Vancouver's Chinatown is an area rich in history and culture currently struggling to define its character, as demographic shifts and new high-rise developments in the area signal a changing modern context. Architecture for Humanity - Vancouver has teamed with the City of Vancouver and local business and social organizations to help define opportunities for sensitive development in the area, focussing on the neighbourhood laneway network.
Chinatown's laneways are rich with history, formerly acting as the neighbourhood's social hub - food, goods, and entertainment were all on offer in their past incarnation. Currently the laneways merely provide service uses and occasionally act as sites for illicit activities. AFHv undertook a study to investigate revitalization strategies.
AFHv's project research involved hosting site visits, design workshops and coordination meetings. Volunteers invited business owners, residents, city workers, architects and designers with experience in Chinatown to share their knowledge and visions for the future. Armed with this community input, AFHv designers identified areas for design interventions. They explored a range of design possibilities in three distinct phases, from event-based interventions to long-term visions.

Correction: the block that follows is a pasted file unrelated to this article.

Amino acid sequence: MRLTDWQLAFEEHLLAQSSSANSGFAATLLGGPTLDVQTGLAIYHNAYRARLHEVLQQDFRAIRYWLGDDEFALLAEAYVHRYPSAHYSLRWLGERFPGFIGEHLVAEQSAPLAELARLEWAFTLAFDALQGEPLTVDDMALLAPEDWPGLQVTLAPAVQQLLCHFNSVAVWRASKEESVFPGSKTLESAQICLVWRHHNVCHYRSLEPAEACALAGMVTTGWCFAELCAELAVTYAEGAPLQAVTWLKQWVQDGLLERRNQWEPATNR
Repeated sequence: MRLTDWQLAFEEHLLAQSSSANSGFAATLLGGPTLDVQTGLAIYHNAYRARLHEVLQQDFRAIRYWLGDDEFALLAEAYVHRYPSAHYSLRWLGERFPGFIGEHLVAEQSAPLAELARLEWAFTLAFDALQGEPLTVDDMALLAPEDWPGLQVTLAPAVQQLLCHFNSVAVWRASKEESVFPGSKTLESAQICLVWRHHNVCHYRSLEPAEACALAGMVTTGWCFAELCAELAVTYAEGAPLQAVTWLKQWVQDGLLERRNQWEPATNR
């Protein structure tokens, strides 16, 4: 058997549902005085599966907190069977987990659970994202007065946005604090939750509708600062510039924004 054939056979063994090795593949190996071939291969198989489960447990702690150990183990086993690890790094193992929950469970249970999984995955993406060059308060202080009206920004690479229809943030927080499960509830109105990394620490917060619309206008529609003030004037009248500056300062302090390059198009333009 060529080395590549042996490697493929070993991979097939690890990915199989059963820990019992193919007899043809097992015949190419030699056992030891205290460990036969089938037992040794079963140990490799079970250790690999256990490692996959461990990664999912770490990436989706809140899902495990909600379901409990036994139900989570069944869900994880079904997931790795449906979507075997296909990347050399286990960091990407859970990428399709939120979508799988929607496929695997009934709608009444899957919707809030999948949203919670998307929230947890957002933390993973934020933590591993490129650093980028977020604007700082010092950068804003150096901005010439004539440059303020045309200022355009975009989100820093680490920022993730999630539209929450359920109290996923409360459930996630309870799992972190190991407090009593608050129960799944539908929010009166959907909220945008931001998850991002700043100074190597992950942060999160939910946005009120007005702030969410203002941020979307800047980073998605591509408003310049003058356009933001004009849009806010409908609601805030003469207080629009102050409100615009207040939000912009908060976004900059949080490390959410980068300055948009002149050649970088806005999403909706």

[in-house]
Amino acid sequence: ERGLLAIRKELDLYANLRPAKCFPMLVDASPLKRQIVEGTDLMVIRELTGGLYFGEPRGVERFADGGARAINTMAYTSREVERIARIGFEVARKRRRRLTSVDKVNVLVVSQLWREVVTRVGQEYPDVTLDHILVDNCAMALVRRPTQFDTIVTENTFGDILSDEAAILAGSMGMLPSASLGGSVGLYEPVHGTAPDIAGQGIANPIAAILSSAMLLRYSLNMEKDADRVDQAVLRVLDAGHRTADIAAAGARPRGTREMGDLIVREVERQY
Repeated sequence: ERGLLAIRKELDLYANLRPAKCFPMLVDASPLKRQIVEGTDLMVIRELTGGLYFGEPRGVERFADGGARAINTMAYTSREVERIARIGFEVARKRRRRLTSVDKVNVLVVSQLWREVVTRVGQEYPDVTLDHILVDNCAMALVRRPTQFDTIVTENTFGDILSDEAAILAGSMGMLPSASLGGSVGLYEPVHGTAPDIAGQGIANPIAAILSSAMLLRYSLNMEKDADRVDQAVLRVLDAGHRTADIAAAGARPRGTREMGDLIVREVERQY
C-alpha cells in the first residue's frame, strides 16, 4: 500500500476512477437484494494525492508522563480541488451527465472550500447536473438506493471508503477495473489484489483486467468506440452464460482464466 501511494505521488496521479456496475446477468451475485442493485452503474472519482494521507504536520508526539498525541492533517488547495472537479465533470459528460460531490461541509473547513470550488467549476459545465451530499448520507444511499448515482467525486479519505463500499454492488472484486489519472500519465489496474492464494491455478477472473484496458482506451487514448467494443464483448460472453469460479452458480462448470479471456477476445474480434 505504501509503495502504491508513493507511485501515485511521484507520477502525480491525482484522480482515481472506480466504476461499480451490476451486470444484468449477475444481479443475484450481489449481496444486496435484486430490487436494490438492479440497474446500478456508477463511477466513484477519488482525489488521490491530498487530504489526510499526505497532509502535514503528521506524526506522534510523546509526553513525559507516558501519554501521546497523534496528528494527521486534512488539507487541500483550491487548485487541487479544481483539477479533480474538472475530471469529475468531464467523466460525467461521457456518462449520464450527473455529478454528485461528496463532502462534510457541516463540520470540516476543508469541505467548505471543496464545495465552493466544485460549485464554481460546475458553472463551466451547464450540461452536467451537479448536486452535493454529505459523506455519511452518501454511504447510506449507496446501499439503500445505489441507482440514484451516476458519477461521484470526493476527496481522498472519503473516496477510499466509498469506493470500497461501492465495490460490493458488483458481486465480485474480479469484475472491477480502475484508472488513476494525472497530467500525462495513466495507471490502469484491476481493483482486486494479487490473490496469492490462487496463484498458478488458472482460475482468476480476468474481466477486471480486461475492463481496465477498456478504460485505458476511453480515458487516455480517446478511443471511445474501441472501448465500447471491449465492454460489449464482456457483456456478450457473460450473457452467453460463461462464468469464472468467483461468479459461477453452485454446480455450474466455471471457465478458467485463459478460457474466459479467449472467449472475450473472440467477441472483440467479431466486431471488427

In exploring precedents and potential, designers identified a number of small interventions that could draw the public back to Chinatown, and to bring awareness to an untapped potential, from the simplicity of an art installation through signage, lighting, differentiated surfaces. Longer term, interventions could take the form of amending zoning regulations to allow laneway development, reducing vehicular traffic, and establishing regular events and programmings.
AFHv compiled their findings in a document (tiled 'Lanes: Shortcuts to a Vibrant Chinatown Experience') which was incorporated into a proposed Chinatown Economic Revitalization Strategy. This Strategy was recently accepted by the City of Vancouver's municipal council.
AFHv has committed itself to implementing the findings of its research document. The organization collaborated with students from the Emily Carr University of Art + Design for a One Week Design Studio, in which they were tasked with developing a place-making canopy system to be deployed in the alleyways, allowing for new events to take place beneath.
The students developed a collapsible canopy system which is easily be assembled then taken down by volunteers. Fabricated with commonly available components, the system is highly adaptable, allowing it to fit to the erratic contours of the surrounding laneway.
The canopy system was ell-received by Chinatown community organization and the City of Vancouver, and a City-sponsored functional prototype will be fabricated February 2013.